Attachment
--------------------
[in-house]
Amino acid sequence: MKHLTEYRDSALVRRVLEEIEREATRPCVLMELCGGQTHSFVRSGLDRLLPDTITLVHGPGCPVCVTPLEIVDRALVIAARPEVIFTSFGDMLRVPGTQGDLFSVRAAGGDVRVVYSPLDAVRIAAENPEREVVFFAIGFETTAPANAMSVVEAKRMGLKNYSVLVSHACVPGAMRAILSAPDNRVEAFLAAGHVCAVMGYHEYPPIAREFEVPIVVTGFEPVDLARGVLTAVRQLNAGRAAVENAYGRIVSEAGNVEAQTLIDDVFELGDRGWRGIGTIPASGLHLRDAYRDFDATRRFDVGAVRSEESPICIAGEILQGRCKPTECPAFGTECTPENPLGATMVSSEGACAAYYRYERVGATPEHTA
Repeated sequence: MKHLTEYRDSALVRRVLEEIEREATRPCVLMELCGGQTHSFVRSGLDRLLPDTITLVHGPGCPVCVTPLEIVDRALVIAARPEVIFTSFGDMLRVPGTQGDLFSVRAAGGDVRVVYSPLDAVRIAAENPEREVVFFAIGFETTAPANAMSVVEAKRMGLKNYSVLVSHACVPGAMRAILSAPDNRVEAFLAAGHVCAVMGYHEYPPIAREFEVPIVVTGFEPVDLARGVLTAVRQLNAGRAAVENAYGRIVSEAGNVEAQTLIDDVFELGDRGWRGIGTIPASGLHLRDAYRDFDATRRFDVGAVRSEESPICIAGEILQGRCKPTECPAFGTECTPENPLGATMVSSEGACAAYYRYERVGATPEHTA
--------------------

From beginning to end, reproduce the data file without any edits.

[in-house]
Amino acid sequence: MKHLTEYRDSALVRRVLEEIEREATRPCVLMELCGGQTHSFVRSGLDRLLPDTITLVHGPGCPVCVTPLEIVDRALVIAARPEVIFTSFGDMLRVPGTQGDLFSVRAAGGDVRVVYSPLDAVRIAAENPEREVVFFAIGFETTAPANAMSVVEAKRMGLKNYSVLVSHACVPGAMRAILSAPDNRVEAFLAAGHVCAVMGYHEYPPIAREFEVPIVVTGFEPVDLARGVLTAVRQLNAGRAAVENAYGRIVSEAGNVEAQTLIDDVFELGDRGWRGIGTIPASGLHLRDAYRDFDATRRFDVGAVRSEESPICIAGEILQGRCKPTECPAFGTECTPENPLGATMVSSEGACAAYYRYERVGATPEHTA
Repeated sequence: MKHLTEYRDSALVRRVLEEIEREATRPCVLMELCGGQTHSFVRSGLDRLLPDTITLVHGPGCPVCVTPLEIVDRALVIAARPEVIFTSFGDMLRVPGTQGDLFSVRAAGGDVRVVYSPLDAVRIAAENPEREVVFFAIGFETTAPANAMSVVEAKRMGLKNYSVLVSHACVPGAMRAILSAPDNRVEAFLAAGHVCAVMGYHEYPPIAREFEVPIVVTGFEPVDLARGVLTAVRQLNAGRAAVENAYGRIVSEAGNVEAQTLIDDVFELGDRGWRGIGTIPASGLHLRDAYRDFDATRRFDVGAVRSEESPICIAGEILQGRCKPTECPAFGTECTPENPLGATMVSSEGACAAYYRYERVGATPEHTA